posted by Skygazer at 4:15 PM on December 29, 2010


Bin Laden didn't blow up the projects
posted by AElfwine Evenstar at 5:53 PM on December 29, 2010 [1 favorite]


oneswellfoop writes "IMO, 9/11 was the biggest failure ever ever attempted by terrorists."

Not even close. See for example Richard Reid.

oneswellfoop writes "Think about it, nearly 100,000 people working in the World Trade Center, and they killed less than 3000 (and nearly 10% of those were rescue workers who entered the buildings after the planes hit). Unless you consider buildings, landmarks, more important than people - THEN it was a successful hit. And the attack on the Pentagon? Less people killed in the target than in in the projectile. But then, the Pentagon building is essentially as invulnerable as the WTC Towers were vulnerable. Nope, as far as the terrorists' ability to "KILL US ALL", 9/11 proved they can't even come close."

There were only 14-17K people in the towers when the attacks started.

Smart terrorists only want to kill people as a side effect of terrorizing people. They only perform violent acts so that people will believe they'll perform violent acts in the future with the goal of having those people change their politics to make the attacks stop. They want people to be fearful and in that regard the 9/11 attackers succeeded in spades. Considering apparently half of NYC and New Jersey wet themselves when Air Force One made a fly by of NYC eight years later I'd say they are still cashing returns from their investment.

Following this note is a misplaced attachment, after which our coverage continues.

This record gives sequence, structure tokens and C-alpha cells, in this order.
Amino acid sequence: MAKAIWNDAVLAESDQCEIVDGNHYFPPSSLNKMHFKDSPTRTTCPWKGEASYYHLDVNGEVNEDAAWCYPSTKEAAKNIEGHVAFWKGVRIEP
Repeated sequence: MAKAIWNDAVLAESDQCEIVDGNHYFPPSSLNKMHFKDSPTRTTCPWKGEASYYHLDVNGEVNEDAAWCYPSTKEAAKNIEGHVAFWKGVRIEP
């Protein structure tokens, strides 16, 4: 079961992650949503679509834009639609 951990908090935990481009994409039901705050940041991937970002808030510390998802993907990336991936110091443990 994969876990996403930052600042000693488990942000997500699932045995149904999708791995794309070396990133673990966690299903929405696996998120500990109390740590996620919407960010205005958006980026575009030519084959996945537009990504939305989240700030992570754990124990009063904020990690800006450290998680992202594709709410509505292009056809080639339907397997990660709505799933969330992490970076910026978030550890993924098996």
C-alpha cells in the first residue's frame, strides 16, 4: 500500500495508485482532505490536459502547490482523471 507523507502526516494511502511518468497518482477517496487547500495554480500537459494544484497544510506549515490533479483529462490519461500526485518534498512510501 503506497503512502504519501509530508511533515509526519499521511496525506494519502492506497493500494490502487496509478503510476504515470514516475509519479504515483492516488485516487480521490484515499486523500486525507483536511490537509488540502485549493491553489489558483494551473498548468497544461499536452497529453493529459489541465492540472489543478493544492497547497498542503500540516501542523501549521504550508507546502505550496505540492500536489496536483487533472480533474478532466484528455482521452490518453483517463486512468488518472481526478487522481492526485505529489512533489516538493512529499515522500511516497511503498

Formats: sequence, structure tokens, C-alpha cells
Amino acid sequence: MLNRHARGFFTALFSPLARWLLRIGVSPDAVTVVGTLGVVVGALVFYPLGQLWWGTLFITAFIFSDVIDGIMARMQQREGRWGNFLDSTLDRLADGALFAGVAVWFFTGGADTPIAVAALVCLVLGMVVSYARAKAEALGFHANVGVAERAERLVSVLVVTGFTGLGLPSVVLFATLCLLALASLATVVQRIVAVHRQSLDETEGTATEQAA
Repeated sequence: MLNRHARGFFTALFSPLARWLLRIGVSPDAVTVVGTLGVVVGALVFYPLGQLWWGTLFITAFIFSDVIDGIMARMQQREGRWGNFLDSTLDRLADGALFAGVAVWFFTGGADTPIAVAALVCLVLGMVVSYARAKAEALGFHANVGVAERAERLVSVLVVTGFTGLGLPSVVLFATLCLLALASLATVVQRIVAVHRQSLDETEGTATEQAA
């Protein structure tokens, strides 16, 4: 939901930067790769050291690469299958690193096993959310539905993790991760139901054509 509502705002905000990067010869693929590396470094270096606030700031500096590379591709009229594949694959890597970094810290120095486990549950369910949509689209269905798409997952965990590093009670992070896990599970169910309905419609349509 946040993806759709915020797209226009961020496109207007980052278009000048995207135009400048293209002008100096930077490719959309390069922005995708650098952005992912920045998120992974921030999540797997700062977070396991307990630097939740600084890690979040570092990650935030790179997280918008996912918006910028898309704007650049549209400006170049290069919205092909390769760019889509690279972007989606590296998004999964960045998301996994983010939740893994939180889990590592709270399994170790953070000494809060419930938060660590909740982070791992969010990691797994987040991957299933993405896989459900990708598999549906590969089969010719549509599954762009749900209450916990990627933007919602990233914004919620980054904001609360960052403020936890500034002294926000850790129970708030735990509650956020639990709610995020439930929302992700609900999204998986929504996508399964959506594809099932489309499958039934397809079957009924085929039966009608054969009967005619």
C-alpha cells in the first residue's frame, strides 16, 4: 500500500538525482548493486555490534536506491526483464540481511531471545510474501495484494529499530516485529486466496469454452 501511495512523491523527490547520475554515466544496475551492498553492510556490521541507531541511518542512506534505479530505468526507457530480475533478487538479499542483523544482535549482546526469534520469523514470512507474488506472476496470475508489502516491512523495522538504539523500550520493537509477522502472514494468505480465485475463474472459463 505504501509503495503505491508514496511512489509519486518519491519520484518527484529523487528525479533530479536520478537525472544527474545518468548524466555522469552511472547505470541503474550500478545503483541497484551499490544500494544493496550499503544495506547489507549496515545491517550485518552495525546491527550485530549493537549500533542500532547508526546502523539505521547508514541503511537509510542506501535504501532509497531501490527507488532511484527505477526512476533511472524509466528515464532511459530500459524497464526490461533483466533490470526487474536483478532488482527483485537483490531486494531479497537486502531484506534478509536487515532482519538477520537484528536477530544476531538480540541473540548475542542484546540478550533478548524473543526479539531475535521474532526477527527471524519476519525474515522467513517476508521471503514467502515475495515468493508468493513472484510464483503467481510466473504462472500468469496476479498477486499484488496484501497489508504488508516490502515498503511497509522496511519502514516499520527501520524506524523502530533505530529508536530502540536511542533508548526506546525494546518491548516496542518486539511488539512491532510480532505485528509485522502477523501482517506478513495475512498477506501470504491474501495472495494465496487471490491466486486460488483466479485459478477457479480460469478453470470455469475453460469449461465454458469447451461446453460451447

posted by Mitheral at 6:40 PM on December 29, 2010


I'm with mek. There are other things I fear more. Grew up in the UK in the 70s and 80s at the height of the IRA campaigns. I lived in Lichfield and was there when the shooting happened in 1990, my grandfather was shot by the IRA in Belfast (and lived when 8 of his workmates died) when he was in the RUC.
More people die due to road accidents or heart disease, but let's focus on the bogeyman by all means if it makes you feel better.
posted by arcticseal at 6:42 PM on December 29, 2010 [1 favorite]


IMO, 9/11 was the biggest failure ever ever attempted by terrorists. Think about it, nearly 100,000 people working in the World Trade Center, and they killed less than 3000

The U.S. military has used body counts as a way to measure success. Even though it is not a way to measure success.
posted by IvoShandor at 9:32 PM on December 29, 2010


I remember the time period of 1985-1989 differently. There was an increased fear of flying especially internationally (I remember a Time cover article on the increase in domestic travel and fewer Americans visiting Europe), lots of anti-Arab/anti-Islam prejudice, increased security (I remember going to the Smithsonian in 85 & 86 and not being too surprised the second year that they added a security check at the doors), and yes ill-conceived military responses including airstrikes on Libya. Granted this was not at the same scale of the post-September 11th USA, but I think the author of this article is also a little bit guilty of forgetting history.